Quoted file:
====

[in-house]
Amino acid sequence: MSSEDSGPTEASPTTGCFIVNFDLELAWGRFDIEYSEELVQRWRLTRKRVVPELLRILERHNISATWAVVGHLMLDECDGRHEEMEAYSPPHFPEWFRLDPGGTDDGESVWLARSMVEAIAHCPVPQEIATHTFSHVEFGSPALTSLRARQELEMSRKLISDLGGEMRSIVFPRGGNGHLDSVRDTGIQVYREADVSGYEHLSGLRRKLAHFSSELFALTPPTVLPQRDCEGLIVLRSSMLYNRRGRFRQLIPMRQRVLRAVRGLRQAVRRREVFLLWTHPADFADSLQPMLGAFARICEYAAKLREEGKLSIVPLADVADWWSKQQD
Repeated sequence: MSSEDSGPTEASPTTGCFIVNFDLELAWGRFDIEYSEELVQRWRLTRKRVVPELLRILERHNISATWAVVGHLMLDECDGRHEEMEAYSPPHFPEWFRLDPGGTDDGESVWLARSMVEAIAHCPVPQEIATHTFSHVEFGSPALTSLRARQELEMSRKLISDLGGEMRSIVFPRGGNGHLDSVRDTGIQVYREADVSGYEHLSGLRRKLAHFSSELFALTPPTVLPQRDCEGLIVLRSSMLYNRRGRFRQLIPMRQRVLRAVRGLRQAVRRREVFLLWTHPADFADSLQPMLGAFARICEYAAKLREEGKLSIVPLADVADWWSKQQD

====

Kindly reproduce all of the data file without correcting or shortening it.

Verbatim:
[in-house]
Amino acid sequence: MSSEDSGPTEASPTTGCFIVNFDLELAWGRFDIEYSEELVQRWRLTRKRVVPELLRILERHNISATWAVVGHLMLDECDGRHEEMEAYSPPHFPEWFRLDPGGTDDGESVWLARSMVEAIAHCPVPQEIATHTFSHVEFGSPALTSLRARQELEMSRKLISDLGGEMRSIVFPRGGNGHLDSVRDTGIQVYREADVSGYEHLSGLRRKLAHFSSELFALTPPTVLPQRDCEGLIVLRSSMLYNRRGRFRQLIPMRQRVLRAVRGLRQAVRRREVFLLWTHPADFADSLQPMLGAFARICEYAAKLREEGKLSIVPLADVADWWSKQQD
Repeated sequence: MSSEDSGPTEASPTTGCFIVNFDLELAWGRFDIEYSEELVQRWRLTRKRVVPELLRILERHNISATWAVVGHLMLDECDGRHEEMEAYSPPHFPEWFRLDPGGTDDGESVWLARSMVEAIAHCPVPQEIATHTFSHVEFGSPALTSLRARQELEMSRKLISDLGGEMRSIVFPRGGNGHLDSVRDTGIQVYREADVSGYEHLSGLRRKLAHFSSELFALTPPTVLPQRDCEGLIVLRSSMLYNRRGRFRQLIPMRQRVLRAVRGLRQAVRRREVFLLWTHPADFADSLQPMLGAFARICEYAAKLREEGKLSIVPLADVADWWSKQQD